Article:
The Factor of Human Behavior: Really Seeing

While I was taking photos of a family of baby owls growing up, I heard a lot about wildlife. I want to share with others the kind of information that gets transferred sometimes. In one instance I mentioned to an observer that there were three baby owls. This observer, a woman, looked at me and said, “No, there is only one”. I tried pointing out that you could see at least two of them at any one time. This woman continued: “No, that is impossible since mother owls sacrifice all but one — only one is ever raised”. This was said with such a very commanding and definite voice, that I decided just to listen. I asked her how she might know this. Her response was that everyone knows this, it is written in books. I actually didn’t know how to handle this situation, except to just let it go. But I have discovered that this is actually not unusual on several fronts.

Humans often see very little of the wildlife around themselves. We often would prefer reading or hearing about something than actually making observations ourselves. I would say that 30% of walkers do not see the coyotes that are right out in the open on a hill, or on the path right in front of them. When you point it out, they are amazed that there are coyotes in a park in a big city. To a certain extent this actually reminds me of myself. I didn’t realize there were so many children around until I had some myself, at which point I started “seeing” them and playgrounds all over the place! The same with dogs: not until I had my own dogs did I truly “see” the quantity and types of pets that people owned — and also the off-leash parks and dog-runs. And, not until I wanted to “collect” some different species of bird photos did I actually see that there were more than robins, hummingbirds and pigeons. And that is how it seems to go.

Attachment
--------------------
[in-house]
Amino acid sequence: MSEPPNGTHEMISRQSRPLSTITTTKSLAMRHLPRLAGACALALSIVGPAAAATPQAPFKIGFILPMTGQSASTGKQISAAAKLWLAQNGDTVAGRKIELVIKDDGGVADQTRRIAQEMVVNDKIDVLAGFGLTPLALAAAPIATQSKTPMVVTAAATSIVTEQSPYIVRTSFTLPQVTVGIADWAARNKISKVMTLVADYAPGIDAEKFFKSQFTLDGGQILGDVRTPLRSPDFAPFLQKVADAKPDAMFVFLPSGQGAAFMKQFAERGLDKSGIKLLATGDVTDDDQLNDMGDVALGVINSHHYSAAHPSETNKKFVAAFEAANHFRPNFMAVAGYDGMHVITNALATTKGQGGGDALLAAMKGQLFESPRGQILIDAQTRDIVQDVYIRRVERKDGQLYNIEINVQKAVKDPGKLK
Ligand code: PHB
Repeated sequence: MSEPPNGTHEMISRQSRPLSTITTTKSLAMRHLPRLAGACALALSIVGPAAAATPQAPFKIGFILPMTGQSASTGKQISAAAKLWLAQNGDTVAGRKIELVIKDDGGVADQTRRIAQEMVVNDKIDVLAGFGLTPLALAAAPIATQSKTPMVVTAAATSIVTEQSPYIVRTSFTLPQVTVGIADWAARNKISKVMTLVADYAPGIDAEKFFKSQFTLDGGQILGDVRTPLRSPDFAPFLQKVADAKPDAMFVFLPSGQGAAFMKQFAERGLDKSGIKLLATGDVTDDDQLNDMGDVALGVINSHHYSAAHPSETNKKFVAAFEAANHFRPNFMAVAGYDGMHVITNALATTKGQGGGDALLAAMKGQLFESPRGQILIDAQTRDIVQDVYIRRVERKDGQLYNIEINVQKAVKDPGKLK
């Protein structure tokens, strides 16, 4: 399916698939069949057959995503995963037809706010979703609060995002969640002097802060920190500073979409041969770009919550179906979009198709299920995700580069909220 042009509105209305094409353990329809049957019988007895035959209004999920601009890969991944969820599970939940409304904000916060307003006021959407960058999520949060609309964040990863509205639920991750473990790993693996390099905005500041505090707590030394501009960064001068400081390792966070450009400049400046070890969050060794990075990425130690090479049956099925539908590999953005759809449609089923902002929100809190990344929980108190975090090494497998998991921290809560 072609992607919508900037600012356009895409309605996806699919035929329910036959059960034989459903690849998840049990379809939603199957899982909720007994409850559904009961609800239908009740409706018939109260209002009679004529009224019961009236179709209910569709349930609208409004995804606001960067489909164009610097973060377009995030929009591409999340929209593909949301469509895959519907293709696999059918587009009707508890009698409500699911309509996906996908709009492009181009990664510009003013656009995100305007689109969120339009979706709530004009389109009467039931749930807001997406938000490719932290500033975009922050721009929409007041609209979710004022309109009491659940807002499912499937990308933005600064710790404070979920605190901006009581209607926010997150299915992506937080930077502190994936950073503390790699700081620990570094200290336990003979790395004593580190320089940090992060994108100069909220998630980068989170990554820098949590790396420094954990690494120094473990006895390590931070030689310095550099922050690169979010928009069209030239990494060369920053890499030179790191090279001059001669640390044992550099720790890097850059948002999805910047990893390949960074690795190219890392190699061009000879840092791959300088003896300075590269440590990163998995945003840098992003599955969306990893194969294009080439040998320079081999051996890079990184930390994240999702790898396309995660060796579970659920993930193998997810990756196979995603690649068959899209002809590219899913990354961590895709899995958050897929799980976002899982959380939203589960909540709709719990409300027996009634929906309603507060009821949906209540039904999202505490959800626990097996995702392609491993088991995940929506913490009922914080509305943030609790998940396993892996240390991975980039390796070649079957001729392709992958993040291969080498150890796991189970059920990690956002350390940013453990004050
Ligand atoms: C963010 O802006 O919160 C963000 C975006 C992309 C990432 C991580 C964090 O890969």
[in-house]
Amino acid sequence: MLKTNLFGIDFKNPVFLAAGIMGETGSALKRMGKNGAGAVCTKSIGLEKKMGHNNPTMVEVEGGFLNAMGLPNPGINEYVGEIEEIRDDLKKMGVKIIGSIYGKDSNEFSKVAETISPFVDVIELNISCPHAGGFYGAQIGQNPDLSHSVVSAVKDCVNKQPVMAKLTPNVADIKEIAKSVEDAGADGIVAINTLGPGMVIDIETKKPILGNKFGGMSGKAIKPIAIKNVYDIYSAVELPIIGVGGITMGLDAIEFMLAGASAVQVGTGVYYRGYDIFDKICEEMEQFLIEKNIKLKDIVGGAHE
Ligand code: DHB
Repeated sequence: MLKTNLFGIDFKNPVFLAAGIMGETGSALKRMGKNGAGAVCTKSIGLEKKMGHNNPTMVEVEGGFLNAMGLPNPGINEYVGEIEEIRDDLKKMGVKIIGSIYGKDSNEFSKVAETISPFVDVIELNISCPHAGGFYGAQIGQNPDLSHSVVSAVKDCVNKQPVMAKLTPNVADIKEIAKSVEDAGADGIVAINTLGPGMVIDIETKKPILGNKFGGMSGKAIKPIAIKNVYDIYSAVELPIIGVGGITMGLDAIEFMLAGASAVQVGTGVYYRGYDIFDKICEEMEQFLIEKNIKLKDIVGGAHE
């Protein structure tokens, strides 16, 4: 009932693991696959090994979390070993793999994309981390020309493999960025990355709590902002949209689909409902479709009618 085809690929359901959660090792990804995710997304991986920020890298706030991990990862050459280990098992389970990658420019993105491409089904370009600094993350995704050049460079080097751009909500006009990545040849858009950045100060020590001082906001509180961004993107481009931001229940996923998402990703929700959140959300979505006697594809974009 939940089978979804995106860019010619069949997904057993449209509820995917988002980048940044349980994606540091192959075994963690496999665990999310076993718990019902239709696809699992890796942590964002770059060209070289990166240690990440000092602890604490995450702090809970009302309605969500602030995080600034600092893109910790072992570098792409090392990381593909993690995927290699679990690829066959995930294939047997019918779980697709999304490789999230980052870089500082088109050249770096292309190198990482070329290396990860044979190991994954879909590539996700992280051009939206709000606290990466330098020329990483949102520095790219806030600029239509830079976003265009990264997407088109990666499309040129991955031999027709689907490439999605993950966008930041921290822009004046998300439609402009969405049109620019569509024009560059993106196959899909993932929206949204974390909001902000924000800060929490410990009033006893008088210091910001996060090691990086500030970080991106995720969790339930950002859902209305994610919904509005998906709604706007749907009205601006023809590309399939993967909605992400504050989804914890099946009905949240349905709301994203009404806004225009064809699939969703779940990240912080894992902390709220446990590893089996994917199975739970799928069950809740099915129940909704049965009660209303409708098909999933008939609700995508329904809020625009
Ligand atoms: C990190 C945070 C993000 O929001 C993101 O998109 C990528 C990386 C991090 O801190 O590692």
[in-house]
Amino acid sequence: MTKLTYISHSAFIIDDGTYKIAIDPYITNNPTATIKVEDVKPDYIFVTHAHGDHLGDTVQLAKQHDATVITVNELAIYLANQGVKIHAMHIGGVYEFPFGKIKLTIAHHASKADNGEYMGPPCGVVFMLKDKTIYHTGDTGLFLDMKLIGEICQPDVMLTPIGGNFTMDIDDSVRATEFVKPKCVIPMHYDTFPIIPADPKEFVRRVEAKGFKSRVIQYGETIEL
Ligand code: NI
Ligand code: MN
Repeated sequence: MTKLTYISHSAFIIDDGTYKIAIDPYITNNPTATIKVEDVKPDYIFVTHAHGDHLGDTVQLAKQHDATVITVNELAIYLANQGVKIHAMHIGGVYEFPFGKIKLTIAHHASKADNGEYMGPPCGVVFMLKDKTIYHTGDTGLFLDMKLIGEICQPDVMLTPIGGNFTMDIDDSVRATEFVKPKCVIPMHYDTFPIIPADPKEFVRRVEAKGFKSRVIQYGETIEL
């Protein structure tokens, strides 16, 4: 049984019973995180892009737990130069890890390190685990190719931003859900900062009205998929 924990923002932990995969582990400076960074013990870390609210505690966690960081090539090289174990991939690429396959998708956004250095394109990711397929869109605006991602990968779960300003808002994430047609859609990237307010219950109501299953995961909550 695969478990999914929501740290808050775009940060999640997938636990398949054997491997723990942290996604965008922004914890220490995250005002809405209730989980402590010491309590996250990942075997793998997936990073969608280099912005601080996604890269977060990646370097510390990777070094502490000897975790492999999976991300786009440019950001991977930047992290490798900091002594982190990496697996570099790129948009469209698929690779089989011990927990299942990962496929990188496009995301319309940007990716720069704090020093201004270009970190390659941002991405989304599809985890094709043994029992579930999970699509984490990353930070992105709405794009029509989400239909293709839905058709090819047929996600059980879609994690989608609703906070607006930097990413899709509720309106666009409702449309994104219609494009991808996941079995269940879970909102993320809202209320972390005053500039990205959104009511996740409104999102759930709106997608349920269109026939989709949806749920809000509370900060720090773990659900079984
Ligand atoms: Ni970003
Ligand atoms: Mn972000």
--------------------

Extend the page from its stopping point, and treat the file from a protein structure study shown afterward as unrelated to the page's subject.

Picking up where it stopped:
Most people are not very aware of coyote behavior. The Internet dispenses some misconstrued information: speculations and theories that someone thinks maybe “could” hold. One observation seems to be grist for a generalized theory. This, added to the observed fact that coyotes are highly individualistic in their behavior — it is hard to generalize, just as with human behavior — their behavior is also very situation-oriented. People have told me that a coyote which loses its fear of humans will become aggressive — they have read this on the Internet. Since, by definition, urban coyotes are going to become habituated to humans, this would suggest that all urban coyotes will become aggressive. One needs to dig a little deeper, and look at sources. First of all very few coyotes or habituated coyotes ever become aggressive at all. Coyotes are not particularly aggressive animals, even though they will defend themselves from dogs — aggressive and defensive behavior have to be distinguished. More importantly, some have speculated that intentional feeding may be the most significant reason if and why some coyotes begin to exhibit aggression toward humans. How important is intentional feeding, as the root cause of coyote aggression toward humans? Chicago has not had aggressive coyotes, even though there are 2000 of them in the city, accustomed to humans and their activity. In southern California there have been aggressive coyotes — I have read that all the incidents there can be traced to feedings.